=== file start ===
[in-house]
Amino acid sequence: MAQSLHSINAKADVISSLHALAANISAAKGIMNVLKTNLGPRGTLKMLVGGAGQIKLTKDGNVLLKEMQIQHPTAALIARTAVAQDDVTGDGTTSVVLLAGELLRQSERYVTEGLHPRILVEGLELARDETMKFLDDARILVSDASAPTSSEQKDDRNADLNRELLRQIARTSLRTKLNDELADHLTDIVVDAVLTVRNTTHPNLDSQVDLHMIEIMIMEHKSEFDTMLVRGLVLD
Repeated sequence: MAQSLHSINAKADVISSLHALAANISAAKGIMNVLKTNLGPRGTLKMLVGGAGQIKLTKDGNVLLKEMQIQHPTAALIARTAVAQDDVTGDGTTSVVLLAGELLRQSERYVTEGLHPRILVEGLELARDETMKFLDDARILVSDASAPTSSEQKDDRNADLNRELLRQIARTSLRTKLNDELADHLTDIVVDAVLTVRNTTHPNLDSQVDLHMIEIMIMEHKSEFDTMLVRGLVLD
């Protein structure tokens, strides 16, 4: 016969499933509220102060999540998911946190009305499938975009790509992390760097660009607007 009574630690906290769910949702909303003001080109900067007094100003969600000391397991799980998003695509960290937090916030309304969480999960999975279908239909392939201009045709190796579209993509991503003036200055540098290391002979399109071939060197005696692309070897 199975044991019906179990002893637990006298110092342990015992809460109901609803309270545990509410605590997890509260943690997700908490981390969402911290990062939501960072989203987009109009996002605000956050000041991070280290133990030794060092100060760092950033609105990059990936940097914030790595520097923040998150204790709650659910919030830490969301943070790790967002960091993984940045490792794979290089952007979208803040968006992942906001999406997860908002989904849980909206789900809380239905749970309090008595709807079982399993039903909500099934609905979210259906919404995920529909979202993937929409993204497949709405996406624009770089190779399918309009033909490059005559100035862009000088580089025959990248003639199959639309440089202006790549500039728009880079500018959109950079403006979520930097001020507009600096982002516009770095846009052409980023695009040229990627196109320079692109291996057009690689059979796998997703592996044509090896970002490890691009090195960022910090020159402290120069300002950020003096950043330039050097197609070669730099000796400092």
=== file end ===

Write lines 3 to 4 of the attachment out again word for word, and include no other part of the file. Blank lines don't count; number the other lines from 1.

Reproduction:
Repeated sequence: MAQSLHSINAKADVISSLHALAANISAAKGIMNVLKTNLGPRGTLKMLVGGAGQIKLTKDGNVLLKEMQIQHPTAALIARTAVAQDDVTGDGTTSVVLLAGELLRQSERYVTEGLHPRILVEGLELARDETMKFLDDARILVSDASAPTSSEQKDDRNADLNRELLRQIARTSLRTKLNDELADHLTDIVVDAVLTVRNTTHPNLDSQVDLHMIEIMIMEHKSEFDTMLVRGLVLD
């Protein structure tokens, strides 16, 4: 016969499933509220102060999540998911946190009305499938975009790509992390760097660009607007 009574630690906290769910949702909303003001080109900067007094100003969600000391397991799980998003695509960290937090916030309304969480999960999975279908239909392939201009045709190796579209993509991503003036200055540098290391002979399109071939060197005696692309070897 199975044991019906179990002893637990006298110092342990015992809460109901609803309270545990509410605590997890509260943690997700908490981390969402911290990062939501960072989203987009109009996002605000956050000041991070280290133990030794060092100060760092950033609105990059990936940097914030790595520097923040998150204790709650659910919030830490969301943070790790967002960091993984940045490792794979290089952007979208803040968006992942906001999406997860908002989904849980909206789900809380239905749970309090008595709807079982399993039903909500099934609905979210259906919404995920529909979202993937929409993204497949709405996406624009770089190779399918309009033909490059005559100035862009000088580089025959990248003639199959639309440089202006790549500039728009880079500018959109950079403006979520930097001020507009600096982002516009770095846009052409980023695009040229990627196109320079692109291996057009690689059979796998997703592996044509090896970002490890691009090195960022910090020159402290120069300002950020003096950043330039050097197609070669730099000796400092």